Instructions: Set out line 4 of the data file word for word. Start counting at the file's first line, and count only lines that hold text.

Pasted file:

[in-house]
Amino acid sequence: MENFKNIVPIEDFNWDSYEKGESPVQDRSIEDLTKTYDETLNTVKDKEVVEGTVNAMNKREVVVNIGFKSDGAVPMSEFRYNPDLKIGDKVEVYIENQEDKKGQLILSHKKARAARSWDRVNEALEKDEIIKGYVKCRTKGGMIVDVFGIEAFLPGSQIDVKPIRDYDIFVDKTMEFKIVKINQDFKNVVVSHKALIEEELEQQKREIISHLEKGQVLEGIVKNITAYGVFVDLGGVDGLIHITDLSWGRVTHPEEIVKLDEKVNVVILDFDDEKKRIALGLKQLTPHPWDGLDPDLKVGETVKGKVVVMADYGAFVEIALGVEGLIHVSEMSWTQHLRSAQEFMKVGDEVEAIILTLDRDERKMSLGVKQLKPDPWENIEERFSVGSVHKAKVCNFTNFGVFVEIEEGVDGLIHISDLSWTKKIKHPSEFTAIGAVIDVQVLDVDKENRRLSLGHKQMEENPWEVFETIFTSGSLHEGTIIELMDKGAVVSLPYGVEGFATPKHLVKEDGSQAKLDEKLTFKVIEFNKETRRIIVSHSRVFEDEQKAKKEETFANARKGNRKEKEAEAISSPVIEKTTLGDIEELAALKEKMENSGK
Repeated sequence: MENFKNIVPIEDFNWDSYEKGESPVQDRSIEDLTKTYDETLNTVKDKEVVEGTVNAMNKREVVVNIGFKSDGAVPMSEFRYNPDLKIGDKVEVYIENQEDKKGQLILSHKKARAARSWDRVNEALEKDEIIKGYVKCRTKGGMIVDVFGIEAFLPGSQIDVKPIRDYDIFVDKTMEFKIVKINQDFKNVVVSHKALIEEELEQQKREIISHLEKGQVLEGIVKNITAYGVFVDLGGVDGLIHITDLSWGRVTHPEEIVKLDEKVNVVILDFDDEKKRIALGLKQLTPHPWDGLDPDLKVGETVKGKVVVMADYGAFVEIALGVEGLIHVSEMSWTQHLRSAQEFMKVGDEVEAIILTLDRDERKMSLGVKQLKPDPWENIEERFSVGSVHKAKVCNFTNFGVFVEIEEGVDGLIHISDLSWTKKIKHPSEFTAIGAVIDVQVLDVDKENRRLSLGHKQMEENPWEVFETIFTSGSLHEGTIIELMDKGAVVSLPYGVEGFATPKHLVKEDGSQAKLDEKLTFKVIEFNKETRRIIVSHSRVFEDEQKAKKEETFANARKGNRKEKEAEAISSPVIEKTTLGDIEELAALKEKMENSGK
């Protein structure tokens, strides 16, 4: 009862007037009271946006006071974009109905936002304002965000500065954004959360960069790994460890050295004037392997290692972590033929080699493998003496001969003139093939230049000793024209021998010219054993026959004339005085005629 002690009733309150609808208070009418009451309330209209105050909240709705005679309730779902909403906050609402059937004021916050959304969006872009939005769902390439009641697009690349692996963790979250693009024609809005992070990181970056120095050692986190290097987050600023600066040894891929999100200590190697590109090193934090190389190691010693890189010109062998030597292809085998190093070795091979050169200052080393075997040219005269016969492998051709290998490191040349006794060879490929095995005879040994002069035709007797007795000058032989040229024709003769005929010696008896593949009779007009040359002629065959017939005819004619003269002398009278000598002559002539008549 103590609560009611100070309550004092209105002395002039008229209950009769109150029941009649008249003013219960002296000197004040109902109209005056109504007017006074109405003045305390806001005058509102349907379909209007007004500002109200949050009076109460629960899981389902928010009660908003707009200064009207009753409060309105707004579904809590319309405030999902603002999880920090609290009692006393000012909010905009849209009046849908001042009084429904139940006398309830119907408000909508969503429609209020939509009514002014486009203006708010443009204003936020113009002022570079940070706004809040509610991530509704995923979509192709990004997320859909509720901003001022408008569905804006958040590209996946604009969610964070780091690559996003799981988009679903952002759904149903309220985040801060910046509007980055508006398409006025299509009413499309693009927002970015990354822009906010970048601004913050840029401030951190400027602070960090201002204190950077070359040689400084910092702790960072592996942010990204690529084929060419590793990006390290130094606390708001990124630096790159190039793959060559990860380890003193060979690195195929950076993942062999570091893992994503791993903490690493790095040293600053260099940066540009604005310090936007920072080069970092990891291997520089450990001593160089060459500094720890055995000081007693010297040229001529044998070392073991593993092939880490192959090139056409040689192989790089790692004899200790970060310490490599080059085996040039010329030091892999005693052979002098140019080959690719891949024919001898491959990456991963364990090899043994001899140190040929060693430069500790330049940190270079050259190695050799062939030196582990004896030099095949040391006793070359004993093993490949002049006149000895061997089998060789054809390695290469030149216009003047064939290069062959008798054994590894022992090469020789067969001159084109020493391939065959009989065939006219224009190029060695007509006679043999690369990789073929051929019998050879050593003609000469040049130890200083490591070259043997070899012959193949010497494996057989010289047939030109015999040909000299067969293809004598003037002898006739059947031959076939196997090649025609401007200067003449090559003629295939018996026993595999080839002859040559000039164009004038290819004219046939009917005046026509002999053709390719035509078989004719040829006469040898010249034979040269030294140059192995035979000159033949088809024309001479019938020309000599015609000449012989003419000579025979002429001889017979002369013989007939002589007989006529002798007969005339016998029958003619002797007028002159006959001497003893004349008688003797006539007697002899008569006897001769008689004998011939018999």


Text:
């Protein structure tokens, strides 16, 4: 009862007037009271946006006071974009109905936002304002965000500065954004959360960069790994460890050295004037392997290692972590033929080699493998003496001969003139093939230049000793024209021998010219054993026959004339005085005629 002690009733309150609808208070009418009451309330209209105050909240709705005679309730779902909403906050609402059937004021916050959304969006872009939005769902390439009641697009690349692996963790979250693009024609809005992070990181970056120095050692986190290097987050600023600066040894891929999100200590190697590109090193934090190389190691010693890189010109062998030597292809085998190093070795091979050169200052080393075997040219005269016969492998051709290998490191040349006794060879490929095995005879040994002069035709007797007795000058032989040229024709003769005929010696008896593949009779007009040359002629065959017939005819004619003269002398009278000598002559002539008549 103590609560009611100070309550004092209105002395002039008229209950009769109150029941009649008249003013219960002296000197004040109902109209005056109504007017006074109405003045305390806001005058509102349907379909209007007004500002109200949050009076109460629960899981389902928010009660908003707009200064009207009753409060309105707004579904809590319309405030999902603002999880920090609290009692006393000012909010905009849209009046849908001042009084429904139940006398309830119907408000909508969503429609209020939509009514002014486009203006708010443009204003936020113009002022570079940070706004809040509610991530509704995923979509192709990004997320859909509720901003001022408008569905804006958040590209996946604009969610964070780091690559996003799981988009679903952002759904149903309220985040801060910046509007980055508006398409006025299509009413499309693009927002970015990354822009906010970048601004913050840029401030951190400027602070960090201002204190950077070359040689400084910092702790960072592996942010990204690529084929060419590793990006390290130094606390708001990124630096790159190039793959060559990860380890003193060979690195195929950076993942062999570091893992994503791993903490690493790095040293600053260099940066540009604005310090936007920072080069970092990891291997520089450990001593160089060459500094720890055995000081007693010297040229001529044998070392073991593993092939880490192959090139056409040689192989790089790692004899200790970060310490490599080059085996040039010329030091892999005693052979002098140019080959690719891949024919001898491959990456991963364990090899043994001899140190040929060693430069500790330049940190270079050259190695050799062939030196582990004896030099095949040391006793070359004993093993490949002049006149000895061997089998060789054809390695290469030149216009003047064939290069062959008798054994590894022992090469020789067969001159084109020493391939065959009989065939006219224009190029060695007509006679043999690369990789073929051929019998050879050593003609000469040049130890200083490591070259043997070899012959193949010497494996057989010289047939030109015999040909000299067969293809004598003037002898006739059947031959076939196997090649025609401007200067003449090559003629295939018996026993595999080839002859040559000039164009004038290819004219046939009917005046026509002999053709390719035509078989004719040829006469040898010249034979040269030294140059192995035979000159033949088809024309001479019938020309000599015609000449012989003419000579025979002429001889017979002369013989007939002589007989006529002798007969005339016998029958003619002797007028002159006959001497003893004349008688003797006539007697002899008569006897001769008689004998011939018999």